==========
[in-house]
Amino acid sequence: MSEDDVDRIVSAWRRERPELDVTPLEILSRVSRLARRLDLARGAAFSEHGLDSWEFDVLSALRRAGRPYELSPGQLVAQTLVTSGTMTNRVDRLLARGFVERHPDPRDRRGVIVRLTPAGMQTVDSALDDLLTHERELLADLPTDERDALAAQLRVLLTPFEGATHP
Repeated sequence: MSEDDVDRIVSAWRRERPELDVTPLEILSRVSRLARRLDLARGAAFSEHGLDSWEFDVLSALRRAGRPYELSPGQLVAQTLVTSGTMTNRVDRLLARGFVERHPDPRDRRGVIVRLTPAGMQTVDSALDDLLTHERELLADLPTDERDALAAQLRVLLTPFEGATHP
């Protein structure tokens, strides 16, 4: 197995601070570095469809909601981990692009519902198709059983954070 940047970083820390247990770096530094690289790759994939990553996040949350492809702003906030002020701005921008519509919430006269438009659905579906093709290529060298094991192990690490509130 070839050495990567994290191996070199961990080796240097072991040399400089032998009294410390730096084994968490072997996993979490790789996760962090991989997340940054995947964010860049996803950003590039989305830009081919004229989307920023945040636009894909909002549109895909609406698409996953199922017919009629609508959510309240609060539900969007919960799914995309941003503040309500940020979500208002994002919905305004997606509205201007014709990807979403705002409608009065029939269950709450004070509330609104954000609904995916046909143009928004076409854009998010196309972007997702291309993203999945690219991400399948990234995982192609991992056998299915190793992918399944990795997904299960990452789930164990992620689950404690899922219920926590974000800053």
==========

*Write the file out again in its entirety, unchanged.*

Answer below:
[in-house]
Amino acid sequence: MSEDDVDRIVSAWRRERPELDVTPLEILSRVSRLARRLDLARGAAFSEHGLDSWEFDVLSALRRAGRPYELSPGQLVAQTLVTSGTMTNRVDRLLARGFVERHPDPRDRRGVIVRLTPAGMQTVDSALDDLLTHERELLADLPTDERDALAAQLRVLLTPFEGATHP
Repeated sequence: MSEDDVDRIVSAWRRERPELDVTPLEILSRVSRLARRLDLARGAAFSEHGLDSWEFDVLSALRRAGRPYELSPGQLVAQTLVTSGTMTNRVDRLLARGFVERHPDPRDRRGVIVRLTPAGMQTVDSALDDLLTHERELLADLPTDERDALAAQLRVLLTPFEGATHP
């Protein structure tokens, strides 16, 4: 197995601070570095469809909601981990692009519902198709059983954070 940047970083820390247990770096530094690289790759994939990553996040949350492809702003906030002020701005921008519509919430006269438009659905579906093709290529060298094991192990690490509130 070839050495990567994290191996070199961990080796240097072991040399400089032998009294410390730096084994968490072997996993979490790789996760962090991989997340940054995947964010860049996803950003590039989305830009081919004229989307920023945040636009894909909002549109895909609406698409996953199922017919009629609508959510309240609060539900969007919960799914995309941003503040309500940020979500208002994002919905305004997606509205201007014709990807979403705002409608009065029939269950709450004070509330609104954000609904995916046909143009928004076409854009998010196309972007997702291309993203999945690219991400399948990234995982192609991992056998299915190793992918399944990795997904299960990452789930164990992620689950404690899922219920926590974000800053």